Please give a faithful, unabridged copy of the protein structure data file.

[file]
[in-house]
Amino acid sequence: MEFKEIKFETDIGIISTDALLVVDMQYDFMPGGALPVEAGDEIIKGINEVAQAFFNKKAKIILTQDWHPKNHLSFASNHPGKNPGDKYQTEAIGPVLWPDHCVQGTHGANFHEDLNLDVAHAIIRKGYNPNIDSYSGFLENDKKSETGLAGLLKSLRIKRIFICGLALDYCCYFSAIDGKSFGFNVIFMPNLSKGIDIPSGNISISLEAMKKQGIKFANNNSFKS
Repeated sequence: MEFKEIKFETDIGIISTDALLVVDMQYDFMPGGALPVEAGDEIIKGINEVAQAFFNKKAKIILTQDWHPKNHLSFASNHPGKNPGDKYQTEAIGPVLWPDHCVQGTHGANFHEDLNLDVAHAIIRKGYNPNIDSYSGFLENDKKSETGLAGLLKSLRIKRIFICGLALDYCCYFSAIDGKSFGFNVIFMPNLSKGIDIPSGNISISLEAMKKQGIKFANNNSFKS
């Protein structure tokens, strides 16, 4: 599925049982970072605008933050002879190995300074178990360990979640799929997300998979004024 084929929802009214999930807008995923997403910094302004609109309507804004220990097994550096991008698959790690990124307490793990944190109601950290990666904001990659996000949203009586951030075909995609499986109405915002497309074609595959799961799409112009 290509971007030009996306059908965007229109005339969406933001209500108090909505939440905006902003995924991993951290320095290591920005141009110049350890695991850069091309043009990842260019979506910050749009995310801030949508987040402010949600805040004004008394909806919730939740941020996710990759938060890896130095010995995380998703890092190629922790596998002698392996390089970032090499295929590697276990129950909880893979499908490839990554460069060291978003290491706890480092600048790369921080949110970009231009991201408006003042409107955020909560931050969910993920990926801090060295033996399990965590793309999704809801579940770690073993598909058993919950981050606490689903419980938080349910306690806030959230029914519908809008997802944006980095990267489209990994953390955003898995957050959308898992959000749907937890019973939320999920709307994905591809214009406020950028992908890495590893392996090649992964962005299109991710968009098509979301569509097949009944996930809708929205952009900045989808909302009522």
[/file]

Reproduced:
[in-house]
Amino acid sequence: MEFKEIKFETDIGIISTDALLVVDMQYDFMPGGALPVEAGDEIIKGINEVAQAFFNKKAKIILTQDWHPKNHLSFASNHPGKNPGDKYQTEAIGPVLWPDHCVQGTHGANFHEDLNLDVAHAIIRKGYNPNIDSYSGFLENDKKSETGLAGLLKSLRIKRIFICGLALDYCCYFSAIDGKSFGFNVIFMPNLSKGIDIPSGNISISLEAMKKQGIKFANNNSFKS
Repeated sequence: MEFKEIKFETDIGIISTDALLVVDMQYDFMPGGALPVEAGDEIIKGINEVAQAFFNKKAKIILTQDWHPKNHLSFASNHPGKNPGDKYQTEAIGPVLWPDHCVQGTHGANFHEDLNLDVAHAIIRKGYNPNIDSYSGFLENDKKSETGLAGLLKSLRIKRIFICGLALDYCCYFSAIDGKSFGFNVIFMPNLSKGIDIPSGNISISLEAMKKQGIKFANNNSFKS
């Protein structure tokens, strides 16, 4: 599925049982970072605008933050002879190995300074178990360990979640799929997300998979004024 084929929802009214999930807008995923997403910094302004609109309507804004220990097994550096991008698959790690990124307490793990944190109601950290990666904001990659996000949203009586951030075909995609499986109405915002497309074609595959799961799409112009 290509971007030009996306059908965007229109005339969406933001209500108090909505939440905006902003995924991993951290320095290591920005141009110049350890695991850069091309043009990842260019979506910050749009995310801030949508987040402010949600805040004004008394909806919730939740941020996710990759938060890896130095010995995380998703890092190629922790596998002698392996390089970032090499295929590697276990129950909880893979499908490839990554460069060291978003290491706890480092600048790369921080949110970009231009991201408006003042409107955020909560931050969910993920990926801090060295033996399990965590793309999704809801579940770690073993598909058993919950981050606490689903419980938080349910306690806030959230029914519908809008997802944006980095990267489209990994953390955003898995957050959308898992959000749907937890019973939320999920709307994905591809214009406020950028992908890495590893392996090649992964962005299109991710968009098509979301569509097949009944996930809708929205952009900045989808909302009522």